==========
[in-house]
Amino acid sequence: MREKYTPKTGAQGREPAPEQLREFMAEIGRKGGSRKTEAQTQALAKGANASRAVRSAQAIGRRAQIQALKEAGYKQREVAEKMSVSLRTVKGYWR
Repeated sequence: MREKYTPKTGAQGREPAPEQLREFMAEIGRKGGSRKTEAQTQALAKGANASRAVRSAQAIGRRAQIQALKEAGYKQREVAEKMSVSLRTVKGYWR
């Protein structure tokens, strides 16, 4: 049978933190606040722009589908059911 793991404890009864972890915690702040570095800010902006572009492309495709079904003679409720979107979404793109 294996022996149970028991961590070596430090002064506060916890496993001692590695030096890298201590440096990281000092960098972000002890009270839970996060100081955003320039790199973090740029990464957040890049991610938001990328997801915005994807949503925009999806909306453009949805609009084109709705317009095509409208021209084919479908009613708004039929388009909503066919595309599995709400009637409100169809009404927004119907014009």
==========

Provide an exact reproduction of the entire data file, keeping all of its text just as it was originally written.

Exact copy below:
[in-house]
Amino acid sequence: MREKYTPKTGAQGREPAPEQLREFMAEIGRKGGSRKTEAQTQALAKGANASRAVRSAQAIGRRAQIQALKEAGYKQREVAEKMSVSLRTVKGYWR
Repeated sequence: MREKYTPKTGAQGREPAPEQLREFMAEIGRKGGSRKTEAQTQALAKGANASRAVRSAQAIGRRAQIQALKEAGYKQREVAEKMSVSLRTVKGYWR
């Protein structure tokens, strides 16, 4: 049978933190606040722009589908059911 793991404890009864972890915690702040570095800010902006572009492309495709079904003679409720979107979404793109 294996022996149970028991961590070596430090002064506060916890496993001692590695030096890298201590440096990281000092960098972000002890009270839970996060100081955003320039790199973090740029990464957040890049991610938001990328997801915005994807949503925009999806909306453009949805609009084109709705317009095509409208021209084919479908009613708004039929388009909503066919595309599995709400009637409100169809009404927004119907014009």